Experiments with coal power

Posted: November 4, 2010 in Uncategorized

By Joseph Thavaraja

As last Sunday’s (24) fire at the construction site of Norochcholai Coal Power Plant (NCPP) began to flash on the news headlines and later when the Police and Government Analysts began to probe the cause of the fire, there was near panic -especially within the power supply sector in the country.

The NCPP and more importantly, coal powered electricity, was suddenly in the spotlight.

The incident was sufficient to invoke panic-considering not only our power supply and demand dynamics-but more.

The main crisis faced by post war Sri Lanka is the power crisis.  At present, hydropower produces 37% of electricity and the deficit of 63% is from fuel. In addition, the power demand increases by 10%  each year.

Sri Lanka’s annual energy generation is around 9800 GWhours. Demand (at peak) is recorded at 1922 MW. Sri Lanka achieved 80% electrification by 2008 and its national energy policy is now geared to raise this to 95% by 2015.

A significant change in Sri Lanka’s power generation industry is the country which has been largely dependent on hydro power, is that it is now increasingly turning to thermal power generation such as diesel fuelled power-in 1986, 99.6% country’s electricity needs were met by hydro power. However, by 2008/9, it fell considerably to 50%!

Variations in seasonal rains, drought and increasing demand have contributed to the change in energy mix that goes into the national grid.

Under pressure by the demand-supply gap, private sector power suppliers were allowed to supply power to CEB from 1996 and at present, their participation has increased to almost one third of the total installed capacity in the country. However, the shortfall in demand/supply continued and future power demand forecasts began painting an increasingly gloomy picture.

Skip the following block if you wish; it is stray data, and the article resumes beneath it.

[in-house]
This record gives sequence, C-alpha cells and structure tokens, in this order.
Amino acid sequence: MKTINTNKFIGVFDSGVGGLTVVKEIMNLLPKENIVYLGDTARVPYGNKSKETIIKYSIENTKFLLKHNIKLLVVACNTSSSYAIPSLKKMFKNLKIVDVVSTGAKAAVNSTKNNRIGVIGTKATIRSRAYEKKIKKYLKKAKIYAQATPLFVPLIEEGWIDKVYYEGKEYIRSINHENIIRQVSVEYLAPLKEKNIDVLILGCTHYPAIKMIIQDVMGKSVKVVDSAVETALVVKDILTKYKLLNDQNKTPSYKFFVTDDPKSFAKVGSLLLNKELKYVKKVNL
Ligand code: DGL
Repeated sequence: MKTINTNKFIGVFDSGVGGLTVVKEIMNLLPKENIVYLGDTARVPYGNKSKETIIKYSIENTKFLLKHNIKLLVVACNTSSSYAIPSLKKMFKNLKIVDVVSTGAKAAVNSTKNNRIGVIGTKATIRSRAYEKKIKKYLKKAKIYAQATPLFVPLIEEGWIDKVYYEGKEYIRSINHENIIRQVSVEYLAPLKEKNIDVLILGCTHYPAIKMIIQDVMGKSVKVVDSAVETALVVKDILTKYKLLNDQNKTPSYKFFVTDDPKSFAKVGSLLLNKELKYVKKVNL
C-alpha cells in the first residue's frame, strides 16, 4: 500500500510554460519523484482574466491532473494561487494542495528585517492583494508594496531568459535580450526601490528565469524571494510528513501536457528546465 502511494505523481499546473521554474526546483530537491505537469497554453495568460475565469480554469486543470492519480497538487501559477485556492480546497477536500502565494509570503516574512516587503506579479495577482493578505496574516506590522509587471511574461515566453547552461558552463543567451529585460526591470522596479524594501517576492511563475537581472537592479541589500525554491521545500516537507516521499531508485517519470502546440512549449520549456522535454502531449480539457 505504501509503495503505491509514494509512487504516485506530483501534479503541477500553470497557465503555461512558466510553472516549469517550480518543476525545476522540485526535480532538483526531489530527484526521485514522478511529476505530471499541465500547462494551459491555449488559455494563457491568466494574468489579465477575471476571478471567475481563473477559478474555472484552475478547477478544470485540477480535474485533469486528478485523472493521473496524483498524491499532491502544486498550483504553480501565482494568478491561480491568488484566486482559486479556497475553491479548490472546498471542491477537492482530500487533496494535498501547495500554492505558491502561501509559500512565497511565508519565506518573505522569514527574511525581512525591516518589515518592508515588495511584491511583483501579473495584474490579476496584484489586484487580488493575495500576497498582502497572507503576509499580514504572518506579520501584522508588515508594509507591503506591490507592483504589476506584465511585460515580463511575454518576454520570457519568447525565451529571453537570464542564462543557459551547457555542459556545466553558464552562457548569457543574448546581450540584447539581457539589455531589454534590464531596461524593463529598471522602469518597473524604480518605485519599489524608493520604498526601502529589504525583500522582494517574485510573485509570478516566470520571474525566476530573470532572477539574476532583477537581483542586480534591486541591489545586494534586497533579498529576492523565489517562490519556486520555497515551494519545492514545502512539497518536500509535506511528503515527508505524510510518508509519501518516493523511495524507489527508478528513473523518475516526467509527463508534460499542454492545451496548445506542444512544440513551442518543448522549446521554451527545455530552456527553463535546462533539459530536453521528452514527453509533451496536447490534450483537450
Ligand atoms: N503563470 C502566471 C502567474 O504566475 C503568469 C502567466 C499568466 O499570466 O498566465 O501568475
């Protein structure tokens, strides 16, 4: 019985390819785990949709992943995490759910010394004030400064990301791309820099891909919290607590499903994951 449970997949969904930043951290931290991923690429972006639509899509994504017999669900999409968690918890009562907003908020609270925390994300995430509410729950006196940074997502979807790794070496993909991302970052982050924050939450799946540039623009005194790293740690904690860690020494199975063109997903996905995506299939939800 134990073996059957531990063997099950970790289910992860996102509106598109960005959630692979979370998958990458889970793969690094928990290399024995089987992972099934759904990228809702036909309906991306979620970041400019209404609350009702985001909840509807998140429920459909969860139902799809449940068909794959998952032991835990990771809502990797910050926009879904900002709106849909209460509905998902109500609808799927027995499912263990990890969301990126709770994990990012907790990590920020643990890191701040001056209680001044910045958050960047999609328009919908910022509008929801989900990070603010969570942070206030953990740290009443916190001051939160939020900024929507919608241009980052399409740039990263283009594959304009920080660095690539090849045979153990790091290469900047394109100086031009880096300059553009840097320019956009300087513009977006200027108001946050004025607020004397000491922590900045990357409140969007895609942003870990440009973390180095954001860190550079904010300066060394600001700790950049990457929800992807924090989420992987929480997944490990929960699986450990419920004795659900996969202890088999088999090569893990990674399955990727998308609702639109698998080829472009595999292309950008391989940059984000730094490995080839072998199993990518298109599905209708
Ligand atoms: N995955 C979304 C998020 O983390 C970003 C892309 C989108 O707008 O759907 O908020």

Enter coal power!

Whatever the disadvantages of coal use, in the immediate future, Sri Lanka appears to have no viable alternatives other than coal based thermal power-and that too, will be needed in increasing measure.

According to CEB’s long-term power generation plans, in future, more than 88% of the country’s energy mix will be spearheaded by coal-the main reason being that Sri Lanka has exhausted most of its hydro electricity reserves and their potential. Sri Lanka plans to reduce dependence on hydroelectricity to a mere 20% by 2022.

Based on the ‘coal’ idea, two coal power plants were envisaged thereafter- Norochcholai Coal Power Plant (NCPP) and Trincomalee Coal Power Plant (TCPP).

The NCPP is Sri Lanka’s first ever coal power plant and has moved beyond planning stage. NCPP construction work began in 2006.

NCPP’s significance is not only its role in power generation-it’s the second largest national project after the Mahaweli Programme. NCPP’s approximate cost is US $455 mil and funds came from Exim Bank of China.

Upon completion, NCPP will add a volume of 1658 Gwh annually (at distribution levels) to the national grid. NCPP will produce 300MW of power annually in Stage I and in Stage II, 600 MWs (2 x 300MW). The 300MW is about 17% of the power demand.